Councilwoman Amanda Sawyer
During the two years since I took office, Council has been presented with three different owner-opposed historic designations: Tom’s Diner, Carmen Court, and the 123 Speer building. An owner-opposed, or “hostile,” historic designation occurs when community members who do not own a certain piece of property file paperwork with the City to have that property designated as a historic landmark. As these applications have made their way through the civic government channels, it has become increasingly clear that the ability to designate a building without the owner’s consent is creating an enormous amount of anger, heartache and confusion in Denver. My office created several (admittedly non-scientific) resident surveys regarding owner-opposed historic designations, and the feedback we received from the community was overwhelmingly against this practice.
Under Denver’s Historic Preservation ordinance, which was updated in the fall of 2019, there are very specific criteria for what makes a property “historic.” A property must fit into at least three of ten criteria, have maintained its original integrity, and be at least 30 years old or be of exceptional importance. If a property fits that description, it goes through a process that includes review by city staff, a hearing in front of Denver’s Landmark Commission, and a City Council hearing and vote.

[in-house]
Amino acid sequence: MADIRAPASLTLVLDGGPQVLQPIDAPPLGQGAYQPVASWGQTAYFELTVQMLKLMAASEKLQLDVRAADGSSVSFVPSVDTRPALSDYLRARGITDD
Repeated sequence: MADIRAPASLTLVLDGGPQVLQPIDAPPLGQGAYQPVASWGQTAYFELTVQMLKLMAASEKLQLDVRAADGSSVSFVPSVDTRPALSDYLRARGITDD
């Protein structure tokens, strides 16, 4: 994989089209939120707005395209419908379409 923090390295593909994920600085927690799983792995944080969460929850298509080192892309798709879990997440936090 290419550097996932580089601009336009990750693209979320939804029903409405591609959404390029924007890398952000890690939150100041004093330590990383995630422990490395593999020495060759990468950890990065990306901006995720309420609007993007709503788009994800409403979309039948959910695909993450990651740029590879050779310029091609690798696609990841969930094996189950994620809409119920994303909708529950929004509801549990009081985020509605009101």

While I strongly support designating Denver’s buildings to preserve important nods to our city’s history, I also believe that we need to find a better balance regarding owner-opposed historic designations. Owner-opposed designations are time-consuming, expensive, emotionally draining on all parties, and can reduce the value of the land if approved. Possibly because of these concerns, City Council has only voted to designate a historic structure that was owner-opposed once.
As of this writing in late May, District 4 Councilwoman Kendra Black and I are researching potential ways to require more investment from residents who want to file an owner-opposed historic designation. Some ideas we have considered include:
- Raising the fee to file an historic designation application.
- Increasing the number of people who must apply for the designation (currently, only three individuals are required in order to apply).
- Require a super-majority of City Councilmembers to approve the owner-opposed designation.
- Require properties to fit into more than three of the 10 criteria needed for historic designation to be considered.
We have not yet made any decisions on whether to pursue any of these potential changes to the ordinance and are still in the process of having conversations with stakeholders. Please share your thoughts with me by emailing my office at [email protected]gov.org.
To learn more about the current process to designate a structure or district as a Denver landmark, go to https://denvergov.org/Government/Departments/Community-Planning-and-Development/Landmark-Preservation/Historic-Designations.